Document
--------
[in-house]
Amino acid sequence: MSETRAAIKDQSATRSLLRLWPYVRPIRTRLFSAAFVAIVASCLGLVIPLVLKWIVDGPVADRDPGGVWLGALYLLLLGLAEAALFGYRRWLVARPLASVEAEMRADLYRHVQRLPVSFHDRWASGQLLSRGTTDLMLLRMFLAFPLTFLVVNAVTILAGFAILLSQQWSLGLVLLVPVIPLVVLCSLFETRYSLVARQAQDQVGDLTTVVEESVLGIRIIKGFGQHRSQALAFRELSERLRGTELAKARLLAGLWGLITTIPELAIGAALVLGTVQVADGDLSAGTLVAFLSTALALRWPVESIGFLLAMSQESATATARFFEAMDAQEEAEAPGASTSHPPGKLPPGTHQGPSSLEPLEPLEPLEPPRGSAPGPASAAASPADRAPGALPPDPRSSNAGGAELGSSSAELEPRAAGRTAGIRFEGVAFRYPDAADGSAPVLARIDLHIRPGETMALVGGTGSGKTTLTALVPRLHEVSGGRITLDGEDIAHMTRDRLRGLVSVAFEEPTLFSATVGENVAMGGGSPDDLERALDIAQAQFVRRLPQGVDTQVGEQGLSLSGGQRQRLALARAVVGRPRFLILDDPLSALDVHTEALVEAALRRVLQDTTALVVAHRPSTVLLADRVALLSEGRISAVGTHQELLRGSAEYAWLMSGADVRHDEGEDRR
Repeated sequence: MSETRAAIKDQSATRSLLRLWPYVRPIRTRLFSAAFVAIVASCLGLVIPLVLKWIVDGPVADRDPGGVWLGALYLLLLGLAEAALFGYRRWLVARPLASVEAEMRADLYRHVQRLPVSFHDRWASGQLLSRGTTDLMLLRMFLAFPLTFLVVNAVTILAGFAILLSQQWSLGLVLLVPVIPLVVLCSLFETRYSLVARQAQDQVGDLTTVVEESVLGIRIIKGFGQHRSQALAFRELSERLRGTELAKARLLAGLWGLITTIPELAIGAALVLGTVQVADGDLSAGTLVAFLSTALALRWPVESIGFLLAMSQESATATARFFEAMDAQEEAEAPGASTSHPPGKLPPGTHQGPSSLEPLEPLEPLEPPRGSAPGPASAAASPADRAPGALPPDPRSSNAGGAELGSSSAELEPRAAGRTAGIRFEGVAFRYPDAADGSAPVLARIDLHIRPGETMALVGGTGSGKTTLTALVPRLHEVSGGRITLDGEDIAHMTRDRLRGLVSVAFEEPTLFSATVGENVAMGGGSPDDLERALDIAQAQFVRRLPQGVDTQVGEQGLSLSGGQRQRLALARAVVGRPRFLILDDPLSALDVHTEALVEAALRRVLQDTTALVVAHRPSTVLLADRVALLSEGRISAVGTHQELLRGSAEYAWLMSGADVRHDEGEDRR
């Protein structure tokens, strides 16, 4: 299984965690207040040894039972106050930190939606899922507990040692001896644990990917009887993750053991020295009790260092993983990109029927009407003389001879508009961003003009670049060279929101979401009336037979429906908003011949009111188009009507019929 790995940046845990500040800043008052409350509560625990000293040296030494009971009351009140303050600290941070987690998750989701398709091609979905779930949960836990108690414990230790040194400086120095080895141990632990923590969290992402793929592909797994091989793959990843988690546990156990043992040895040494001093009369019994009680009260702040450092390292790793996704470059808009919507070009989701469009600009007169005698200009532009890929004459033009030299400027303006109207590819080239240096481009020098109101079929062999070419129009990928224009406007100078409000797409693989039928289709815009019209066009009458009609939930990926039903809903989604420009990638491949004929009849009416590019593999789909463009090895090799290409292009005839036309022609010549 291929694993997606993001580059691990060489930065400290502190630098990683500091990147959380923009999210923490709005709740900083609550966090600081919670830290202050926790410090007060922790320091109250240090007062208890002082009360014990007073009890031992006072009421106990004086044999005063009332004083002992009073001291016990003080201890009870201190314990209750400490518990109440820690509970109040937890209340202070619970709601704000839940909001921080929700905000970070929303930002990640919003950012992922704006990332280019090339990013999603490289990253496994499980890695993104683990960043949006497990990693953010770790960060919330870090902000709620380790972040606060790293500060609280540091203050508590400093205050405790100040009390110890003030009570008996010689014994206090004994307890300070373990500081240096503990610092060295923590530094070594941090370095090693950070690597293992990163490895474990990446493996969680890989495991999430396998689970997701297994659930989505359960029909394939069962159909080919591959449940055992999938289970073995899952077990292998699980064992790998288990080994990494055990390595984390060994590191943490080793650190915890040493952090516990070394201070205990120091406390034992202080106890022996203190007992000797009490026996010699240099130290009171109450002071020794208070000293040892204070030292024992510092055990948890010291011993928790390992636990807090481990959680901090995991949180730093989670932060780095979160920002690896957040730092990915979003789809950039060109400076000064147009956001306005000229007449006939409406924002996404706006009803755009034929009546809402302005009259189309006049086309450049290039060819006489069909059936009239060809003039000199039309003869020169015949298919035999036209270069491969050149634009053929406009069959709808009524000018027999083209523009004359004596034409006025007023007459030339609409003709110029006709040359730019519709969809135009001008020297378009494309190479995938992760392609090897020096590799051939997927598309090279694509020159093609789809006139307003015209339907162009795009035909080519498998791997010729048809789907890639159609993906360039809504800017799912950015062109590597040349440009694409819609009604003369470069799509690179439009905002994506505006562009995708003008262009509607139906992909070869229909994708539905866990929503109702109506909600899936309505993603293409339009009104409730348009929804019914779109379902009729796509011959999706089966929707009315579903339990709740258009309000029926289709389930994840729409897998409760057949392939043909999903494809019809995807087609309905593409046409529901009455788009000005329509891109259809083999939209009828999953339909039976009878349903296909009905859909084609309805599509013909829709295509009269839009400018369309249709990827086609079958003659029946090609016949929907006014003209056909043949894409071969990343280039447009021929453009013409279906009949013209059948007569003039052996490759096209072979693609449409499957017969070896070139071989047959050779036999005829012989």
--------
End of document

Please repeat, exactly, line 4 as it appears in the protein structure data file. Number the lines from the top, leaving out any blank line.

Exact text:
């Protein structure tokens, strides 16, 4: 299984965690207040040894039972106050930190939606899922507990040692001896644990990917009887993750053991020295009790260092993983990109029927009407003389001879508009961003003009670049060279929101979401009336037979429906908003011949009111188009009507019929 790995940046845990500040800043008052409350509560625990000293040296030494009971009351009140303050600290941070987690998750989701398709091609979905779930949960836990108690414990230790040194400086120095080895141990632990923590969290992402793929592909797994091989793959990843988690546990156990043992040895040494001093009369019994009680009260702040450092390292790793996704470059808009919507070009989701469009600009007169005698200009532009890929004459033009030299400027303006109207590819080239240096481009020098109101079929062999070419129009990928224009406007100078409000797409693989039928289709815009019209066009009458009609939930990926039903809903989604420009990638491949004929009849009416590019593999789909463009090895090799290409292009005839036309022609010549 291929694993997606993001580059691990060489930065400290502190630098990683500091990147959380923009999210923490709005709740900083609550966090600081919670830290202050926790410090007060922790320091109250240090007062208890002082009360014990007073009890031992006072009421106990004086044999005063009332004083002992009073001291016990003080201890009870201190314990209750400490518990109440820690509970109040937890209340202070619970709601704000839940909001921080929700905000970070929303930002990640919003950012992922704006990332280019090339990013999603490289990253496994499980890695993104683990960043949006497990990693953010770790960060919330870090902000709620380790972040606060790293500060609280540091203050508590400093205050405790100040009390110890003030009570008996010689014994206090004994307890300070373990500081240096503990610092060295923590530094070594941090370095090693950070690597293992990163490895474990990446493996969680890989495991999430396998689970997701297994659930989505359960029909394939069962159909080919591959449940055992999938289970073995899952077990292998699980064992790998288990080994990494055990390595984390060994590191943490080793650190915890040493952090516990070394201070205990120091406390034992202080106890022996203190007992000797009490026996010699240099130290009171109450002071020794208070000293040892204070030292024992510092055990948890010291011993928790390992636990807090481990959680901090995991949180730093989670932060780095979160920002690896957040730092990915979003789809950039060109400076000064147009956001306005000229007449006939409406924002996404706006009803755009034929009546809402302005009259189309006049086309450049290039060819006489069909059936009239060809003039000199039309003869020169015949298919035999036209270069491969050149634009053929406009069959709808009524000018027999083209523009004359004596034409006025007023007459030339609409003709110029006709040359730019519709969809135009001008020297378009494309190479995938992760392609090897020096590799051939997927598309090279694509020159093609789809006139307003015209339907162009795009035909080519498998791997010729048809789907890639159609993906360039809504800017799912950015062109590597040349440009694409819609009604003369470069799509690179439009905002994506505006562009995708003008262009509607139906992909070869229909994708539905866990929503109702109506909600899936309505993603293409339009009104409730348009929804019914779109379902009729796509011959999706089966929707009315579903339990709740258009309000029926289709389930994840729409897998409760057949392939043909999903494809019809995807087609309905593409046409529901009455788009000005329509891109259809083999939209009828999953339909039976009878349903296909009905859909084609309805599509013909829709295509009269839009400018369309249709990827086609079958003659029946090609016949929907006014003209056909043949894409071969990343280039447009021929453009013409279906009949013209059948007569003039052996490759096209072979693609449409499957017969070896070139071989047959050779036999005829012989």